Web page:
Note that although I object in the strongest terms to unfair eBook pricing, I don’t blame Amazon for this at all. It is the greedy publishers who seem to consider eBooks a threat rather than a massive life-saver to their increasingly obsolete business who are at fault.
Oh – and as for the success of Apple’s attempt to dominate, or at least become a significant participant in the eBook marketplace? By market share measures, it would seem to have massively failed. Yay.
The article linked above quotes statistics showing that Amazon has a 65% share, Barnes & Noble about 20%, and Apple a mere ‘single digit’ share. Another source (in the article linked below) gives ‘close to 25%’ to B&N, making Apple’s ‘single digit’ share even less.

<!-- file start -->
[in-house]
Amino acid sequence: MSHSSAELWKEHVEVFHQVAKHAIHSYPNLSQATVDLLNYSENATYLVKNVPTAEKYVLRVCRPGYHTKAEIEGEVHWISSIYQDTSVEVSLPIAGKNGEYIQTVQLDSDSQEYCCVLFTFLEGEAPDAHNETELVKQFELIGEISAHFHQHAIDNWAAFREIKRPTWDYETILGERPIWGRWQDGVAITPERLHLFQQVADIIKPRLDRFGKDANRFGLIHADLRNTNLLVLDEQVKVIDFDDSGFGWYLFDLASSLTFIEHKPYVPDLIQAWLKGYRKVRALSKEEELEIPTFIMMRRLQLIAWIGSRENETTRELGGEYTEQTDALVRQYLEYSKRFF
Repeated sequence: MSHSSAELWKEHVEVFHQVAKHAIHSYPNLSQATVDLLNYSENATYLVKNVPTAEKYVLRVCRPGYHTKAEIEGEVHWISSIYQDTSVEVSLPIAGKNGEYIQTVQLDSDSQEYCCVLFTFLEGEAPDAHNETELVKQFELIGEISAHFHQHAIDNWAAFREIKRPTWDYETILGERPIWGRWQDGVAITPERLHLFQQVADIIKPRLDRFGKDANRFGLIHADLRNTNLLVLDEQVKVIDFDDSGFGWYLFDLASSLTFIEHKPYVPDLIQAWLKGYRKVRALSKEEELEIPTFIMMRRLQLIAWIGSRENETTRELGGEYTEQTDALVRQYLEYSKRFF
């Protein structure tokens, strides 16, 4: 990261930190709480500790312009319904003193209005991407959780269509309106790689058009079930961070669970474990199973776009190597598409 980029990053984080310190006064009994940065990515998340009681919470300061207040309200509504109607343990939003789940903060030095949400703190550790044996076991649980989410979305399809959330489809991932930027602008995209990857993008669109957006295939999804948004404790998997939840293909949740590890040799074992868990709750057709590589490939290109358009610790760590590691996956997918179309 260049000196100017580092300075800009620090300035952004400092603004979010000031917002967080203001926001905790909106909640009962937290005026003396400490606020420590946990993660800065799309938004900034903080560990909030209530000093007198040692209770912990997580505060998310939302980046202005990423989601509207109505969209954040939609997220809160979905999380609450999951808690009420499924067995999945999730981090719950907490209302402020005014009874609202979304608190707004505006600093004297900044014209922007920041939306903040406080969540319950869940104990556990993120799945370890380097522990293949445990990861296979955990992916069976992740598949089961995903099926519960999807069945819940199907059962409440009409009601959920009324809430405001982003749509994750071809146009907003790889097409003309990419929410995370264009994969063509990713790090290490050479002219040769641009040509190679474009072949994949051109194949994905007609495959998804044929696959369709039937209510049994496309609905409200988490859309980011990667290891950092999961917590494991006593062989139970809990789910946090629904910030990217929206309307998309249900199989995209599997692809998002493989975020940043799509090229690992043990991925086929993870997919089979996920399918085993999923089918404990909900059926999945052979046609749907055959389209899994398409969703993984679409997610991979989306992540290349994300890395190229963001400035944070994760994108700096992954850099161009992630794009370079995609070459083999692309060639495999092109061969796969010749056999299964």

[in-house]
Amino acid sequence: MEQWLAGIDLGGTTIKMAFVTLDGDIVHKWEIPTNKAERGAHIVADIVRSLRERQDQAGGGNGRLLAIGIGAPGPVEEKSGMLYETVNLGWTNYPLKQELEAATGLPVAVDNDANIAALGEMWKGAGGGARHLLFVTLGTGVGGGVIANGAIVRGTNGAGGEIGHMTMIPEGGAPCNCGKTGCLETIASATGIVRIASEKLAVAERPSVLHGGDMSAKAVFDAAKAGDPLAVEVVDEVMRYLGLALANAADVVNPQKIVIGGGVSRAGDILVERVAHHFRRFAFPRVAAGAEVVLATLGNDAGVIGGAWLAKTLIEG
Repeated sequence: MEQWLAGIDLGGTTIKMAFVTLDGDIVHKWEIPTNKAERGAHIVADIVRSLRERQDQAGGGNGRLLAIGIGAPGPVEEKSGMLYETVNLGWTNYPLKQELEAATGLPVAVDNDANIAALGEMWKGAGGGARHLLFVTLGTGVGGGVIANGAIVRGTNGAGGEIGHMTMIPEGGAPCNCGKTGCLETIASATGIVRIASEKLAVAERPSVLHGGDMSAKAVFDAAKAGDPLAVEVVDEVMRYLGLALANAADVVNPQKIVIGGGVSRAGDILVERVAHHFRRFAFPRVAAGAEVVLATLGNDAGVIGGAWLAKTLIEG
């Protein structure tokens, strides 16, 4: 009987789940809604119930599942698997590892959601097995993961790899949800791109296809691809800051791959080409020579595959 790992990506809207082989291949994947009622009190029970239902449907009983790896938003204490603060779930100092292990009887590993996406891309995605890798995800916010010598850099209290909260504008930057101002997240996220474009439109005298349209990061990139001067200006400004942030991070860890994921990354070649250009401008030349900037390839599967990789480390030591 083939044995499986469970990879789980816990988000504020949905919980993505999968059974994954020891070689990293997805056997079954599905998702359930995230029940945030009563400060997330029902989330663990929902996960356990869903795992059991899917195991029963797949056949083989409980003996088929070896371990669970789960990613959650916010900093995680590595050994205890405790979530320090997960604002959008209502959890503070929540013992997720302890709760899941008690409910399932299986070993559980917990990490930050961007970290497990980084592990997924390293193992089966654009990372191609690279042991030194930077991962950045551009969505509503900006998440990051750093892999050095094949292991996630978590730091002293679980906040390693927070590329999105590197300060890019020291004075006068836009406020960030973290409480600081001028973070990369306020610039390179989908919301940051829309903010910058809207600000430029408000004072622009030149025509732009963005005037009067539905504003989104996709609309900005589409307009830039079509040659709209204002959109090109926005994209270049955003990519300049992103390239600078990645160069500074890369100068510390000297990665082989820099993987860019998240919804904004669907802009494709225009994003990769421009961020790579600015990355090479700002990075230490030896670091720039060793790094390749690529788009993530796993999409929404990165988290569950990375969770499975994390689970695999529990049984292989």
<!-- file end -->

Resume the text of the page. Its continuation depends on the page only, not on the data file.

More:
Talking about Barnes & Noble, their latest financial figures have shown the company to continue hemorrhaging cash from its Nook eBook reader division, and it seems the company may be about to completely withdraw from making its own readers, and its CEO, who had been the driving force is now out. The Board Chairman is currently running the company, and he’s much more a traditional retail/bricks and mortar kinda guy.
The fourth quarter of last year saw the Nook division lose $177 million before Ebitda, more than double the loss a year earlier, while total sales fell 34% to only $108 million.
This does beg the question – if B&N withdraws from the Nook, and possibly from eBooks too, what happens to people who invested in a Nook and eBooks which are only compatible with Nook eReaders?
I’d try to feel a pang of sympathy for such people, but it has always been starkly clear to me that the Nook was doomed to failure. Although occasionally the equal or even better than comparable Kindle eReader devices, it has been painfully plain right from day one that the huge juggernaut that is Amazon would triumph and there has never been any clear guarantee that the market would be big enough for two hardware devices and incompatible systems.